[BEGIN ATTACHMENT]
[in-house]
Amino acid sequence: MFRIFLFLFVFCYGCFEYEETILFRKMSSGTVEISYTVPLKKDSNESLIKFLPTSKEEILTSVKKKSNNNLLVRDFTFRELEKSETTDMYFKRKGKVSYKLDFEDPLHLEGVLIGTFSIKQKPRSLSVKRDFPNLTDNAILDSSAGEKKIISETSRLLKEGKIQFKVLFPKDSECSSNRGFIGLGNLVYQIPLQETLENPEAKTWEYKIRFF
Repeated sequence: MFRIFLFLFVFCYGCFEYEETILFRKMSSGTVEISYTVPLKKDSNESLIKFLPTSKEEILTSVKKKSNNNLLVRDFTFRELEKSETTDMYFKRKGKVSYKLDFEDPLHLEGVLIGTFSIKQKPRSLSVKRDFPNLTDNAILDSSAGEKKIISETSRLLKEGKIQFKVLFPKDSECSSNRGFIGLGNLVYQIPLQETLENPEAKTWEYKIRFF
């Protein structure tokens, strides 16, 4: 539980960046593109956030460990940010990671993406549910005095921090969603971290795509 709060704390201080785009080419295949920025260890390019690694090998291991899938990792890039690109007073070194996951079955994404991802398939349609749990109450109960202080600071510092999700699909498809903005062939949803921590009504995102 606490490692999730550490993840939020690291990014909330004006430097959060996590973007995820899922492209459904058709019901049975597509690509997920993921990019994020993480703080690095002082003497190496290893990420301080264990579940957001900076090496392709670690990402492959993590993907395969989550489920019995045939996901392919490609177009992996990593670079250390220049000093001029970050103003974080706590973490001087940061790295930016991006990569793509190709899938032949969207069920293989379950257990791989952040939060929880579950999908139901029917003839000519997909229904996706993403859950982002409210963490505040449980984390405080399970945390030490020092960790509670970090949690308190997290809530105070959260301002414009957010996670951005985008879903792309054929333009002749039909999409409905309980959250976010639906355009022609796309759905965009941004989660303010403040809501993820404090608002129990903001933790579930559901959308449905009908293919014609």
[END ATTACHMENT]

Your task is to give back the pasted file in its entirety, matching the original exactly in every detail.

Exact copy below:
[in-house]
Amino acid sequence: MFRIFLFLFVFCYGCFEYEETILFRKMSSGTVEISYTVPLKKDSNESLIKFLPTSKEEILTSVKKKSNNNLLVRDFTFRELEKSETTDMYFKRKGKVSYKLDFEDPLHLEGVLIGTFSIKQKPRSLSVKRDFPNLTDNAILDSSAGEKKIISETSRLLKEGKIQFKVLFPKDSECSSNRGFIGLGNLVYQIPLQETLENPEAKTWEYKIRFF
Repeated sequence: MFRIFLFLFVFCYGCFEYEETILFRKMSSGTVEISYTVPLKKDSNESLIKFLPTSKEEILTSVKKKSNNNLLVRDFTFRELEKSETTDMYFKRKGKVSYKLDFEDPLHLEGVLIGTFSIKQKPRSLSVKRDFPNLTDNAILDSSAGEKKIISETSRLLKEGKIQFKVLFPKDSECSSNRGFIGLGNLVYQIPLQETLENPEAKTWEYKIRFF
């Protein structure tokens, strides 16, 4: 539980960046593109956030460990940010990671993406549910005095921090969603971290795509 709060704390201080785009080419295949920025260890390019690694090998291991899938990792890039690109007073070194996951079955994404991802398939349609749990109450109960202080600071510092999700699909498809903005062939949803921590009504995102 606490490692999730550490993840939020690291990014909330004006430097959060996590973007995820899922492209459904058709019901049975597509690509997920993921990019994020993480703080690095002082003497190496290893990420301080264990579940957001900076090496392709670690990402492959993590993907395969989550489920019995045939996901392919490609177009992996990593670079250390220049000093001029970050103003974080706590973490001087940061790295930016991006990569793509190709899938032949969207069920293989379950257990791989952040939060929880579950999908139901029917003839000519997909229904996706993403859950982002409210963490505040449980984390405080399970945390030490020092960790509670970090949690308190997290809530105070959260301002414009957010996670951005985008879903792309054929333009002749039909999409409905309980959250976010639906355009022609796309759905965009941004989660303010403040809501993820404090608002129990903001933790579930559901959308449905009908293919014609």